11

In May 1996, Wellington Dickson filed suit against his employer, the Florida Department of Corrections, in the United States District Court for the Northern District of Florida. Dickson alleged that the state employer failed to promote him because of his age and because he had filed grievances with respect to the alleged acts of age discrimination. Dickson sought injunctive relief, backpay, and compensatory and punitive damages. App. 83109. The Florida Department of Corrections moved to dismiss the suit on the grounds that it was barred by the Eleventh Amendment. The District Court denied that motion on November 5, 1996, holding that Congress unequivocally expressed its intent to abrogate the States Eleventh Amendment immunity in the ADEA, and that Congress had authority to do so under 5 of the Fourteenth Amendment. Dickson v. Florida Dept. of Corrections, No. 5:9cv207RH (ND Fla., Nov. 5, 1996), App. to Pet. for Cert. in No. 98796, pp. 72a76a.

12

The plaintiffs in the MacPherson case, and the state defendants in the Kimel and Dickson cases, appealed to the Court of Appeals for the Eleventh Circuit. The United States also intervened in all three cases to defend the ADEAs abrogation of the States Eleventh Amendment immunity. The Court of Appeals consolidated the appeals and, in a divided panel opinion, held that the ADEA does not abrogate the States Eleventh Amendment immunity. 139 F.3d 1426, 1433 (1998). Judge Edmondson, although stating that he believed good reason exists to doubt that the ADEA was (or could have been properly) enacted pursuant to the Fourteenth Amendment, id., at 1430, rested his opinion on the ADEAs lack of unmistakably clear language evidencing Congress intent to abrogate the States sovereign immunity. Ibid. He noted that the ADEA lacks any reference to the Eleventh Amendment or to the States sovereign immunity and does not contain, in one place, a plain statement that States can be sued by individuals in federal court. Id., at 14301431. Judge Cox concurred in Judge Edmondsons ultimate conclusion that the States are immune from ADEA suits brought by individuals in federal court. Id., at 1444. Judge Cox, however, chose not to address the thorny issue of Congresss intent, id., at 1445, but instead found that Congress lacks the power under 5 of the Fourteenth Amendment to abrogate the States Eleventh Amendment immunity under the ADEA. Ibid. He concluded that the ADEA confers rights far more extensive than those the Fourteenth Amendment provides, id., at 1446, and that Congress did not enact the ADEA as a proportional response to any widespread violation of the elderlys constitutional rights. Id., at 1447. Chief Judge Hatchett dissented from both grounds. Id., at 1434.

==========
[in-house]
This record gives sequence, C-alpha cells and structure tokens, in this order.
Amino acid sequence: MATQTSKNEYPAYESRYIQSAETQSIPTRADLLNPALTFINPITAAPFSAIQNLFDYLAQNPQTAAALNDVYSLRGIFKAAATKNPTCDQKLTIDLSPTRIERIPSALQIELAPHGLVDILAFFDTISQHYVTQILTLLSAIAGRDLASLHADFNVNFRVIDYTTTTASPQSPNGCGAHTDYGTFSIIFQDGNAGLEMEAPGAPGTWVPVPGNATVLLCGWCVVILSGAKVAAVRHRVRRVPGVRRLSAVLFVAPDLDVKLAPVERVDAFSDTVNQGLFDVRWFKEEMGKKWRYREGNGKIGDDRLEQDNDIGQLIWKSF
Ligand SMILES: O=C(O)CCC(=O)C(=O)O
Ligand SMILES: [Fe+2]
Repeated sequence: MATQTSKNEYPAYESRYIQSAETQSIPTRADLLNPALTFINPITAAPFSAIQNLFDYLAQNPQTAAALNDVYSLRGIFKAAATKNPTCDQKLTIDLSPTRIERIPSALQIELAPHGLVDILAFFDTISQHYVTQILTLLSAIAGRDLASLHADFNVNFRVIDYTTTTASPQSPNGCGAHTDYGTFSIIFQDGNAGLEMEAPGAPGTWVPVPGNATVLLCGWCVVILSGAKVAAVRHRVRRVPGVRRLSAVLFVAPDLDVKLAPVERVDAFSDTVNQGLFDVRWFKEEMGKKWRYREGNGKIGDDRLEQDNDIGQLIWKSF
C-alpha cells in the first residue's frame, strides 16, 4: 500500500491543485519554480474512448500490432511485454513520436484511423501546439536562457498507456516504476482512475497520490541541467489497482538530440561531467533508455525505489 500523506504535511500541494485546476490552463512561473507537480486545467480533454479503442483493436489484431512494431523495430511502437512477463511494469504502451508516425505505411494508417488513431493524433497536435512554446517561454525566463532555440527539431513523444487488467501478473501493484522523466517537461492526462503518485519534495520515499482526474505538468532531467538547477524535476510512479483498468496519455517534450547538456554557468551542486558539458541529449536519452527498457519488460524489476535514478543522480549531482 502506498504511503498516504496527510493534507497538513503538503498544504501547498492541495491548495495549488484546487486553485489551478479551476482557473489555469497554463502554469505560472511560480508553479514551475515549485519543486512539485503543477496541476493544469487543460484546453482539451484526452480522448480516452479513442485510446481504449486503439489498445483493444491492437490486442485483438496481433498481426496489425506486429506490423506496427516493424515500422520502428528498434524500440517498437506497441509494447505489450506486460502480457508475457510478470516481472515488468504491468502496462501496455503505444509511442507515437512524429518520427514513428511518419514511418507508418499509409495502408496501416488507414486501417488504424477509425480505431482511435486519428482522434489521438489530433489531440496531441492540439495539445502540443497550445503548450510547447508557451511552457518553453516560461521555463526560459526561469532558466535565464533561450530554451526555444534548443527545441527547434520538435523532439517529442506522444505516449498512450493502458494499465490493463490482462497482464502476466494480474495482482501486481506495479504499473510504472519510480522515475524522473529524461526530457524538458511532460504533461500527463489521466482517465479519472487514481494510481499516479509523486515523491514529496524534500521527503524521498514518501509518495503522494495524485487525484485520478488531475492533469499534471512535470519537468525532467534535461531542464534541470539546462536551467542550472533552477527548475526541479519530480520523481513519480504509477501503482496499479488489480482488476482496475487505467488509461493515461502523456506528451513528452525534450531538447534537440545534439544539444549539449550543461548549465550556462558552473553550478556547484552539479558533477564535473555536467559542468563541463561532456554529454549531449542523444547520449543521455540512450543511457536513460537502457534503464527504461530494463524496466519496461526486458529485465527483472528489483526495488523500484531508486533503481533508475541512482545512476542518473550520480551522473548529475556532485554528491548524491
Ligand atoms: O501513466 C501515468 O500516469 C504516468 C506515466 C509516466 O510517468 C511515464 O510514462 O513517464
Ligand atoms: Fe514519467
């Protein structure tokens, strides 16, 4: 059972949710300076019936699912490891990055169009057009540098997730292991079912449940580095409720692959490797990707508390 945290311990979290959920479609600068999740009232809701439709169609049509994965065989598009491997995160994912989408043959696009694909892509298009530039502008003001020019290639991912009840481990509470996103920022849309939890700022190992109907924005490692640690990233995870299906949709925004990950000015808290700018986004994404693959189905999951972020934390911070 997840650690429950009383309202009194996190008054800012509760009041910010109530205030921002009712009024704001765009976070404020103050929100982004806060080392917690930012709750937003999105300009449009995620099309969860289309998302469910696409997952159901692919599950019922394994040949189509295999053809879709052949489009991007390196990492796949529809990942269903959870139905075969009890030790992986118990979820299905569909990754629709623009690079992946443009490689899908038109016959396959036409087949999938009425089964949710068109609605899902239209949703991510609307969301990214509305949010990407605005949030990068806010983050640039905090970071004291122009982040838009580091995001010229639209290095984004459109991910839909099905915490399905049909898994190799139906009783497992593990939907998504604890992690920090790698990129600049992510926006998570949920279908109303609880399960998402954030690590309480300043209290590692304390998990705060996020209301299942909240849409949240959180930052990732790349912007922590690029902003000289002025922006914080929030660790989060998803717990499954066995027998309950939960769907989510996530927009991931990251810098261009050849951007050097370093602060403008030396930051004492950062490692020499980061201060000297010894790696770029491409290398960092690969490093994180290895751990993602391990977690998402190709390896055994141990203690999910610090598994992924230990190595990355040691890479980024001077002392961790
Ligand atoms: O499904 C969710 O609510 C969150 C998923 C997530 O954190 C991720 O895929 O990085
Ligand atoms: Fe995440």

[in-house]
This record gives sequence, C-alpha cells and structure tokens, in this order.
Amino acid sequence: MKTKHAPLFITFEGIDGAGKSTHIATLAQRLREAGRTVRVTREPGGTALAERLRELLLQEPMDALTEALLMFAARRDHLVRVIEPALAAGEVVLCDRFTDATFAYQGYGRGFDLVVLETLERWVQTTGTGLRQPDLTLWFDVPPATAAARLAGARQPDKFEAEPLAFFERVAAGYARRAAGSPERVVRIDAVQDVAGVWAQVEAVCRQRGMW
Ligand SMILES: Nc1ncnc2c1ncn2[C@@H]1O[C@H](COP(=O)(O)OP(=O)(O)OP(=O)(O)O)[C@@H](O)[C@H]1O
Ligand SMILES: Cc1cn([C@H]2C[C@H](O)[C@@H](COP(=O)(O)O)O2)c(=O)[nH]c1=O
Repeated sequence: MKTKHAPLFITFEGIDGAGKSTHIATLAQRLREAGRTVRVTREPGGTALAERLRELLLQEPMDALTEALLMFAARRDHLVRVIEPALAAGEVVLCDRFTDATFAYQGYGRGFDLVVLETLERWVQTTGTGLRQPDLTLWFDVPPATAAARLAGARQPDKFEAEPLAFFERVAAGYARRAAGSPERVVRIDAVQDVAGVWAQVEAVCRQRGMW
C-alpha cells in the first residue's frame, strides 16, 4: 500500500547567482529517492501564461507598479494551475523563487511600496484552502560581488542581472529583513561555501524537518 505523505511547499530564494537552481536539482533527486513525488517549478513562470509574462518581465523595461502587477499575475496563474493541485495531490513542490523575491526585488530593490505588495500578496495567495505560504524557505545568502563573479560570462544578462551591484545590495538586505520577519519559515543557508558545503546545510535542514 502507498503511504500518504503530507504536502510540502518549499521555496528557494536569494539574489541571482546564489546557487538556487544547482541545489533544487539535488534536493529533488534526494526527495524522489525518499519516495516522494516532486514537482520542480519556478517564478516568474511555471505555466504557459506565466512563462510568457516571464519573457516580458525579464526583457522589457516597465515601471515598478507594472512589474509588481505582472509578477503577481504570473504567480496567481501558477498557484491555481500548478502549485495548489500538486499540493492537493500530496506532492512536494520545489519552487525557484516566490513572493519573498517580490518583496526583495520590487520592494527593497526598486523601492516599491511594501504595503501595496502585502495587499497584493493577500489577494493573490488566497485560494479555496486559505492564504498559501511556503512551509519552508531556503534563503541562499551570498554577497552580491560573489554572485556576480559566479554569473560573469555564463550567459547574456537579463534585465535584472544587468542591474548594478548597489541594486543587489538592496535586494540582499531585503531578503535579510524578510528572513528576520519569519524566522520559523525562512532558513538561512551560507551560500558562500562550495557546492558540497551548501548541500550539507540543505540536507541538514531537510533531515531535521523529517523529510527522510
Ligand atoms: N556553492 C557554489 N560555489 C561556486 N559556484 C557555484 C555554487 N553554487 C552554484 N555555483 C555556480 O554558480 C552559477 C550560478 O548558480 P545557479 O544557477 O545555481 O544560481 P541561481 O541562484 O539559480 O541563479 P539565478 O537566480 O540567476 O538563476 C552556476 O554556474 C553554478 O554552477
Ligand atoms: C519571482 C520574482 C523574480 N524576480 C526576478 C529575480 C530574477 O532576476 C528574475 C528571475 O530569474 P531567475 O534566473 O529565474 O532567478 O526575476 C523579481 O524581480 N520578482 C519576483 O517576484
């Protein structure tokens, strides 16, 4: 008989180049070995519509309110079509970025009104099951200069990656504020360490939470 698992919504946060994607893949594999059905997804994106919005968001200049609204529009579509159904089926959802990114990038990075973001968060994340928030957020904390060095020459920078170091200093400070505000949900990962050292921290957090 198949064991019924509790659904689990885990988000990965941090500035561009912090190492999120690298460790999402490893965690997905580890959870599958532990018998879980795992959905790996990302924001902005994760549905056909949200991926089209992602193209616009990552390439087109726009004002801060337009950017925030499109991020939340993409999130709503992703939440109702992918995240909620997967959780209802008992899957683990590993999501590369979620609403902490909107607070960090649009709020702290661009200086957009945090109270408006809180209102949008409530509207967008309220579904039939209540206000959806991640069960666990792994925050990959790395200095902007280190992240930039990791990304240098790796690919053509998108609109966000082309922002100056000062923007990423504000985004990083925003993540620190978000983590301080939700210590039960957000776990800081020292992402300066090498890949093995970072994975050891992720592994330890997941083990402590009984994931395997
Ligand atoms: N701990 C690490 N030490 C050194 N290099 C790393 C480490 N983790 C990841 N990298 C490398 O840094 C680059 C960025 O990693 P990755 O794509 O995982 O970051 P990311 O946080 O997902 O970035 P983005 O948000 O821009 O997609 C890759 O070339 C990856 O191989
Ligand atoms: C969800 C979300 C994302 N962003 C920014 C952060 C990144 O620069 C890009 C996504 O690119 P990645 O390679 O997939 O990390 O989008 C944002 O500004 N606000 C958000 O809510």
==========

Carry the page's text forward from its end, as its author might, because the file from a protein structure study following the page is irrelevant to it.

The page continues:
13